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NZ Plants

Adiantum hispidulum - rosy maidenhair fern

Family name: Pteridaceae

Adiantum hispidulum is a terrestrial fern with short creeping stems (rhizomes) and fronds that repeatedly fork creating a fan-like array of segments. Both frond stalk (stipe) and axis (rachis) are stiffly hairy and leaflets are rough to the touch, reddish when young but turning to dark green at maturity.
Found on the Kermadec Islands and common on the upper half of the North Island and as isolated populations in the southern half of the North Island, preferring dry sunny banks, open and coastal forest.

Vegetative characteristics

Fertile frond and sporangia

Plant form: creeping stems with fronds up to 35 cm in length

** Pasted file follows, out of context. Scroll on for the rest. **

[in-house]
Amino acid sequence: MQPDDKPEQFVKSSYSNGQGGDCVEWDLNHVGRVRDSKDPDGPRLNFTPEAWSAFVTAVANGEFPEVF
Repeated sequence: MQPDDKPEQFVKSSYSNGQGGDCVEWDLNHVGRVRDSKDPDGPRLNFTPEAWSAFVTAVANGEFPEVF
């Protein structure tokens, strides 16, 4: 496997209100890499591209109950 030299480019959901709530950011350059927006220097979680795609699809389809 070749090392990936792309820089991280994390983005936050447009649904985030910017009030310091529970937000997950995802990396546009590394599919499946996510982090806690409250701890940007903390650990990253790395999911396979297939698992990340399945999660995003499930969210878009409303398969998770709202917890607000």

Frond appearance: similar to sterile frond

Frond stalk, midrib: covered with hairs

Sporangium location: on lower frond surface

Frond shape: broadly oval

Sporangium position: in shallow notch beneath reflexed leaflet margin

Frond blade: 2-3-pinnate (divided 2-3x into leaflets or pinnae)

Sporangia distribution: in groups (sori)

Frond surface: hairs on lower surface

Sorus shape: circular

Leaflets: oblong, curved upward at tip; irregularly lobed outer margin; stalk attached at one end

Sorus covering: kidney-shaped marginal flap